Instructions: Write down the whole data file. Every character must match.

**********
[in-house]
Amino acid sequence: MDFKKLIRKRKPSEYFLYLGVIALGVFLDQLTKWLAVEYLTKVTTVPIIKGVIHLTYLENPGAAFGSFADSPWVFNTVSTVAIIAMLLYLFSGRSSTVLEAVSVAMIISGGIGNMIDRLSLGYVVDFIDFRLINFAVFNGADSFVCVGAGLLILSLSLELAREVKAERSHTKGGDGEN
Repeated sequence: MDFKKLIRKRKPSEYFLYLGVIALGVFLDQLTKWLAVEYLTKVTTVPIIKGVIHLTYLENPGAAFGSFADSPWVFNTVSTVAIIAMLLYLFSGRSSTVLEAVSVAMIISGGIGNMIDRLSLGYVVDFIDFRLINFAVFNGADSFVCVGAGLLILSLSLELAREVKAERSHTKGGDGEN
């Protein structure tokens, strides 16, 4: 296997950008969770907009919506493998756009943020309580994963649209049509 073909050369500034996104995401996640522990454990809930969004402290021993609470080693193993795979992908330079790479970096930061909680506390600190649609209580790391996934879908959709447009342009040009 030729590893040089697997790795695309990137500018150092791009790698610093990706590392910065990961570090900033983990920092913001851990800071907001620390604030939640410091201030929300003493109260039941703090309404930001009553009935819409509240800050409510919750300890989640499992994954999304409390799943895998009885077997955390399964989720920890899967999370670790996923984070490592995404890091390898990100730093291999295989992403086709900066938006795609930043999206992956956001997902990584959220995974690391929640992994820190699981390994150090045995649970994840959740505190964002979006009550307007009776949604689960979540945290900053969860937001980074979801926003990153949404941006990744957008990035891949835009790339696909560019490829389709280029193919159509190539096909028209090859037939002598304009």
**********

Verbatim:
[in-house]
Amino acid sequence: MDFKKLIRKRKPSEYFLYLGVIALGVFLDQLTKWLAVEYLTKVTTVPIIKGVIHLTYLENPGAAFGSFADSPWVFNTVSTVAIIAMLLYLFSGRSSTVLEAVSVAMIISGGIGNMIDRLSLGYVVDFIDFRLINFAVFNGADSFVCVGAGLLILSLSLELAREVKAERSHTKGGDGEN
Repeated sequence: MDFKKLIRKRKPSEYFLYLGVIALGVFLDQLTKWLAVEYLTKVTTVPIIKGVIHLTYLENPGAAFGSFADSPWVFNTVSTVAIIAMLLYLFSGRSSTVLEAVSVAMIISGGIGNMIDRLSLGYVVDFIDFRLINFAVFNGADSFVCVGAGLLILSLSLELAREVKAERSHTKGGDGEN
């Protein structure tokens, strides 16, 4: 296997950008969770907009919506493998756009943020309580994963649209049509 073909050369500034996104995401996640522990454990809930969004402290021993609470080693193993795979992908330079790479970096930061909680506390600190649609209580790391996934879908959709447009342009040009 030729590893040089697997790795695309990137500018150092791009790698610093990706590392910065990961570090900033983990920092913001851990800071907001620390604030939640410091201030929300003493109260039941703090309404930001009553009935819409509240800050409510919750300890989640499992994954999304409390799943895998009885077997955390399964989720920890899967999370670790996923984070490592995404890091390898990100730093291999295989992403086709900066938006795609930043999206992956956001997902990584959220995974690391929640992994820190699981390994150090045995649970994840959740505190964002979006009550307007009776949604689960979540945290900053969860937001980074979801926003990153949404941006990744957008990035891949835009790339696909560019490829389709280029193919159509190539096909028209090859037939002598304009």